Christopher L. Rawdon, Christopher Ingalls, FACSM, Feng Yang. Georgia State University, Atlanta, GA.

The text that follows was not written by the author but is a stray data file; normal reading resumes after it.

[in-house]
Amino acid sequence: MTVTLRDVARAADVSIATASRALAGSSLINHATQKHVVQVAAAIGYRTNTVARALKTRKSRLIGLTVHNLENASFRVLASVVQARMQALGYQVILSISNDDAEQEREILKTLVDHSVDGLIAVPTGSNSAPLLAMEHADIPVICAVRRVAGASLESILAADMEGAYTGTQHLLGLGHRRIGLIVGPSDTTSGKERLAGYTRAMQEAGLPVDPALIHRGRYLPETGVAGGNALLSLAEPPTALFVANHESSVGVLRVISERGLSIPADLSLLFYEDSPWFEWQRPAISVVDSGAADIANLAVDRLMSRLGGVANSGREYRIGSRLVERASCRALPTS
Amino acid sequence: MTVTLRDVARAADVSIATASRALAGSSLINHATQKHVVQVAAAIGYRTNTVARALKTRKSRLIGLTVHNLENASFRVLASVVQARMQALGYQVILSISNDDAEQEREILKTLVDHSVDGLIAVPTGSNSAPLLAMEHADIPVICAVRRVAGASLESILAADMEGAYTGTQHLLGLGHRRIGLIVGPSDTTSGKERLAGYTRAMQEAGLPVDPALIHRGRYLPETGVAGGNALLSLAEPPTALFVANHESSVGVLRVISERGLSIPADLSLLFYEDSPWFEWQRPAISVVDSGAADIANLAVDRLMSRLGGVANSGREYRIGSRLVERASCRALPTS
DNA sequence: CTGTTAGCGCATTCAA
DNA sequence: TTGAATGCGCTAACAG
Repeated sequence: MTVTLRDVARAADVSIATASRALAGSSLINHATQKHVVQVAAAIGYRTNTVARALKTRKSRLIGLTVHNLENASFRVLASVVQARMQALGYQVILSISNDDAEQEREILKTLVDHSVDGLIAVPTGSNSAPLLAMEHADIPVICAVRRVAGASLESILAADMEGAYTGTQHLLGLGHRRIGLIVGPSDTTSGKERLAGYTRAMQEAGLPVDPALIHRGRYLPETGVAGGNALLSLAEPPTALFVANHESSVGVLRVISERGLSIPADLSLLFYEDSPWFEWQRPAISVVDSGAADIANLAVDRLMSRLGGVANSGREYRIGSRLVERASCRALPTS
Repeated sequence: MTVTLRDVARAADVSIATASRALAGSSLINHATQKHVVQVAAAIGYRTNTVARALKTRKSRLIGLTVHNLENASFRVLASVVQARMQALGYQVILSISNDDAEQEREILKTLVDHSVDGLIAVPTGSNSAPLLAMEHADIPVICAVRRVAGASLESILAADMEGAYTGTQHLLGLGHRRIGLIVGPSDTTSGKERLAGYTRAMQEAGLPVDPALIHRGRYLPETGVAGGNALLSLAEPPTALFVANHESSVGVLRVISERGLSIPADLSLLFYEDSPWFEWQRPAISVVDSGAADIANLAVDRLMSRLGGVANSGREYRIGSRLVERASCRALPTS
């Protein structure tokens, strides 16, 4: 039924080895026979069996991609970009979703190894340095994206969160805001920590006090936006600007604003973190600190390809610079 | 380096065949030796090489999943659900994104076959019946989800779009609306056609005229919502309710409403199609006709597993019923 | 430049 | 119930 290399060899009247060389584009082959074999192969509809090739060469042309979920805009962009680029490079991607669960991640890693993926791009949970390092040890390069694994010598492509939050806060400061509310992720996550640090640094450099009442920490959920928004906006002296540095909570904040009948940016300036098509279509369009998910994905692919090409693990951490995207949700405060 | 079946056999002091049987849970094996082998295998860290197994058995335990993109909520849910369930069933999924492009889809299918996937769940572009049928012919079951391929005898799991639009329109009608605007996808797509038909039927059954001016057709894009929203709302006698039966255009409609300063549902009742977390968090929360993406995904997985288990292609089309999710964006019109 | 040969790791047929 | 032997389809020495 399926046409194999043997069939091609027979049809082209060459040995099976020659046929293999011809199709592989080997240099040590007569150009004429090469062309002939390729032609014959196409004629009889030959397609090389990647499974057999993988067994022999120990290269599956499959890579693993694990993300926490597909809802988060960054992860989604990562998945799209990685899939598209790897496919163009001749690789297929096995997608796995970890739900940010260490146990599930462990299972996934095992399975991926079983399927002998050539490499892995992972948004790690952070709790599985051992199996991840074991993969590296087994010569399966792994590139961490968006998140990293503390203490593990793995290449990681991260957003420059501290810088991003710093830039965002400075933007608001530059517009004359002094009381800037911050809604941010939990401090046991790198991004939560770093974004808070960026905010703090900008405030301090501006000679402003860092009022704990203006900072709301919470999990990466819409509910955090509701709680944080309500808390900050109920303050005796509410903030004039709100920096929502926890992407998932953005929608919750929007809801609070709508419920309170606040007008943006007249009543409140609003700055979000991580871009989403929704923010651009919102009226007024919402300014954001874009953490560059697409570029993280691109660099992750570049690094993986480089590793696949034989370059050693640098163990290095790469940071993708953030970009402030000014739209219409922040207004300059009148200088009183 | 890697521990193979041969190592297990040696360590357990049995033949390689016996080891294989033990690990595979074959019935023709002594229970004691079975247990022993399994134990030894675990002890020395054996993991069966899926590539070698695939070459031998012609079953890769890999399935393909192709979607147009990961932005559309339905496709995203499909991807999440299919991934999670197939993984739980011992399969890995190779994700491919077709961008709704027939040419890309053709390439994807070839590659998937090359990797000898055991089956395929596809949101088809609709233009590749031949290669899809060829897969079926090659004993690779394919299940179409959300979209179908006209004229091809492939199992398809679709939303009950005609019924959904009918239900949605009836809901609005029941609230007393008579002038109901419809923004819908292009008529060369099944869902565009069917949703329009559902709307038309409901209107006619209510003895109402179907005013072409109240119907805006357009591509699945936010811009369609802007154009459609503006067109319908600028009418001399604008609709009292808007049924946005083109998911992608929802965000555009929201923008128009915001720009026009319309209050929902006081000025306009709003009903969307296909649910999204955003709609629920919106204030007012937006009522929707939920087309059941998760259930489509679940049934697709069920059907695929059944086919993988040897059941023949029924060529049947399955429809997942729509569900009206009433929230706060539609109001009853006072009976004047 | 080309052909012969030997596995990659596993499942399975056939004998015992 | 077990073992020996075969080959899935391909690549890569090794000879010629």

Background: Although much is known about the causes of isolated skeletal muscle strength loss after contraction-induced muscle injury, no studies have examined the extent to which individual muscles in a muscle group (e.g., quadriceps) experience differential injury and strength loss following this type of injury. To address this gap, we first sought to examine the validity of two methods (i.e., Biodex dynamometer & kinematic analysis) to measure the strength of individual quadriceps muscle torque produced by electrical stimulation. Methods: 7 young adults (30.3±3.9 y/o) were enrolled. On Day 1, their peak isometric torque during a maximal voluntary contraction (MVC) was assessed followed by peak isometric tetanic torque produced by electrical stimulation (20 & 80 Hz) of the vastus medialis, rectus femoris and vastus lateralis muscles using the Biodex. After 15 min, peak concentric torque created by electrical stimulation of individual quadricep muscles was estimated via kinematic analysis (i.e., Vicon) of a weighted leg (5% of body weight). Peak concentric torque (T) was calculated as T=Iα+Twt, where I is the leg-foot-weight segment’s moment of inertia about the knee, α is angular acceleration of the same segment, and Twt is torque induced by segment’s gravity. I and α were obtained based on the anthropometric model and the collected kinematic data, respectively. This procedure was repeated on Day 2 (<7 days from Day 1). Results: The sum of the 20 & 80 Hz torque for three quadricep muscles was 18.2%±5.2% and 38.8±7.1% of the MVC, respectively. For all conditions, the mean isometric torques collected on the Biodex on Day 1 was comparable to Day 2. Moreover, the mean Biodex concentric torque for Day 1 was not significantly different from Day 2. The mean Biodex isometric torque was strongly correlated with the mean kinematic-based torque (r=0.90, p<0.001). Both Biodex and kinematic analysis showed a strong test-retest reliability (Biodex ICC=0.95 [95% CI: 0.90-0.97]; Vicon ICC=0.98 [95% CI: 0.96-0.98]). The reliability of both methods to measure individual muscle torque was further supported by the Bland-Altman results with only 1 out of 42 difference points apiece falling outside the lines of agreement. Conclusion: Both the Biodex dynamometer and Vicon motion capture analysis were reliable and may be useful methodologies for measuring the individual quadricep muscle torque produced by electrical stimulation.

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